Since ancient times, cinnamon has been valued not only in culinary traditions, but also in natural medicine practices around the world. There are two main types of cinnamon, each with its own unique properties and potential health effects: Ceylon cinnamon (Cinnamomum verum) and Cassia cinnamon (Cinnamomum cassia).
We will look at the advantages and side effects of both varieties, and discuss in more detail the advantages and health benefits of Ceylon cinnamon.
Ceilonas kanēļa, kas pazīstams arī kā “īstais kanēlis”, dzimtene ir Šrilanka un Indijas daļas. It is known for its delicate, mildly sweet taste and aroma.
Ceylon cinnamon contains lower levels of coumarin (an aromatic substance that accumulates in cinnamon bark), which can be toxic to the liver if consumed in large quantities. For this reason, Ceylon cinnamon is preferred to Cassia cinnamon, which has a higher coumarin content.
In Ayurveda and Traditional Chinese Medicine (TCM), Ceylon cinnamon is highly valued for its healing properties. It is thought to support the digestive system, promote respiratory health and help balance blood sugar levels.
Cassia cinnamon, commonly sold in supermarkets, comes from China, Indonesia and other Southeast Asian countries. It has a stronger, more pungent taste and smell compared to Ceylon cinnamon.
Cassia cinnamon contains higher levels of coumarin, which can cause health problems if taken in high doses over a long period of time. It should be used with caution in people with liver disease or blood thinners.
TCM Cassia cinnamon is often used to support circulation, heart health and improve digestion. However, due to its higher coumarin content, TCM practitioners recommend that it is used in moderation.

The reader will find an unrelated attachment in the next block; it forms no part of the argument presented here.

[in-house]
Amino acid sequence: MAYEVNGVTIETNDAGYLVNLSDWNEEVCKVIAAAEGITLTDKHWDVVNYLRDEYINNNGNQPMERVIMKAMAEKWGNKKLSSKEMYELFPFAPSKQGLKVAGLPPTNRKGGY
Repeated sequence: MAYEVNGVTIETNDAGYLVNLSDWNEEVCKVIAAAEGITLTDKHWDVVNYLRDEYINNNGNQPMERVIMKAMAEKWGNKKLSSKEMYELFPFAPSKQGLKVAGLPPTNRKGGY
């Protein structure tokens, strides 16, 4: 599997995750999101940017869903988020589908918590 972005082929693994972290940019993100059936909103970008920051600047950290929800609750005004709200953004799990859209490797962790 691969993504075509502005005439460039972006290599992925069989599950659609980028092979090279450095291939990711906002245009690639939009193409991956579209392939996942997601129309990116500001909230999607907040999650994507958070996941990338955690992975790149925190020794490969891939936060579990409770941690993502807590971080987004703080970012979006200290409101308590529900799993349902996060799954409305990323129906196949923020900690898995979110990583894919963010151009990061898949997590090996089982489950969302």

The main difference between Ceylon and Cassia cinnamon is the coumarin content. Ceylon cinnamon has a significantly lower coumarin content, making it a favourite for those with specific health problems or who want to use cinnamon more often.
Ceylon cinnamon has a milder and more refined flavour, while Cassia cinnamon has a bolder and spicier flavour that can influence culinary choices.
Let’s take a look at the health benefits of Ceylon cinnamon
– Ceylon cinnamon is rich in antioxidants, such as polyphenols, which help to neutralise harmful free radicals in the body. These antioxidants can promote overall health and support cellular defence.
– The active constituents of Ceylon cinnamon, such as cinnamaldehyde, have anti-inflammatory properties. Regular use can help reduce inflammation.
– Ceylon cinnamon can improve insulin sensitivity and maintain blood sugar levels. It can help manage blood glucose levels, making it useful for people with prediabetes or 2. Type 2 diabetes
– Traditionally, Ceylon cinnamon has been used in Ayurvedic medicine to aid digestion. It can help reduce indigestion, bloating and gas, and promote better absorption of nutrients.
– Some studies suggest that Ceylon cinnamon may have a positive effect on heart health by lowering LDL cholesterol (‘bad’ cholesterol) and triglyceride levels. This effect may help reduce the risk of cardiovascular disease.